The Waltz started as a turning dance of couples and was especially popular in south Germany and Austria, where it was known under such different names as Dreher, Ländler, and Deutscher. More than any other dance it appeared to represent some of the abstract values of the new era; the ideals of freedom, character, passion, and expressiveness. This may explain somewhat its eruption into the limelight of international popularity.
This popularity was scaled in 1787 when it was brought to operatic stage. Vienna became the city of the Waltz, for there it surpassed everything in wild fury. It swept over national frontiers, and in 1804 the French were reported to be passionately in love with this light, gliding dance. “A waltz, another waltz” was the common cry from the ballroom floor, for the French could not get enough of the dance. It did not arrive in the United Kingdom until 1812 where, again, it became very popular. (Encyclopedia Britannica)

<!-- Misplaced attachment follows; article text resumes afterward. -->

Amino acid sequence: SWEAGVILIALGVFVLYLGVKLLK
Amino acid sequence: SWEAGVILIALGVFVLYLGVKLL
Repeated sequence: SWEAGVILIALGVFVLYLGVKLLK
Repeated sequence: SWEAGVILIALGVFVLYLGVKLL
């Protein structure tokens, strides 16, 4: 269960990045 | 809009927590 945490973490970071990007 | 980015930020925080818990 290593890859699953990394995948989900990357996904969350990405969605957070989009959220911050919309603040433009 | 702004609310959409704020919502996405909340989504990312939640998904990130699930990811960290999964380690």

Listen to an example of a Waltz:
In Scotland it is more associated with Old Time dances like The St. Bernard’s Waltz, The Valetta, The Pride of Erin Waltz, etc. Many of these dances have links or origins with European versions of the dance.
The RSCDS has published only one waltz – The Waltz Country Dance. This dance is derived from a longer dance called The Guaracha, or Spanish Waltz. However, that title has never been applied to the RSCDS dance.
Listen below to The Waltz Country Dance – a 40 bar dance. The named tune here is Come O’er The Stream Charlie.